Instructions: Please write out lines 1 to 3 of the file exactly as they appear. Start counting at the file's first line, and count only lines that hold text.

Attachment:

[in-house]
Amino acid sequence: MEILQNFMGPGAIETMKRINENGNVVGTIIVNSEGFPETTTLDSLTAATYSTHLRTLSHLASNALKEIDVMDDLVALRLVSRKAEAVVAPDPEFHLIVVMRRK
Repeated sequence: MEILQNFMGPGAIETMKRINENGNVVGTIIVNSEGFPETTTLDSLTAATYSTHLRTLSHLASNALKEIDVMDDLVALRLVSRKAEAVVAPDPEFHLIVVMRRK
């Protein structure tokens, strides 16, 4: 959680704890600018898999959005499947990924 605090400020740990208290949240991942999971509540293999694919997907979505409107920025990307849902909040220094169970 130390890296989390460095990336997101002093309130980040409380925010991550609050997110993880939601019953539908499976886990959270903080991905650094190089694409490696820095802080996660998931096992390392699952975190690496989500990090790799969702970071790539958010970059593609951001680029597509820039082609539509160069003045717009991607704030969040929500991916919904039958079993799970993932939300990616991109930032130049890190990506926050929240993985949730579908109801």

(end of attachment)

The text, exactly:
[in-house]
Amino acid sequence: MEILQNFMGPGAIETMKRINENGNVVGTIIVNSEGFPETTTLDSLTAATYSTHLRTLSHLASNALKEIDVMDDLVALRLVSRKAEAVVAPDPEFHLIVVMRRK
Repeated sequence: MEILQNFMGPGAIETMKRINENGNVVGTIIVNSEGFPETTTLDSLTAATYSTHLRTLSHLASNALKEIDVMDDLVALRLVSRKAEAVVAPDPEFHLIVVMRRK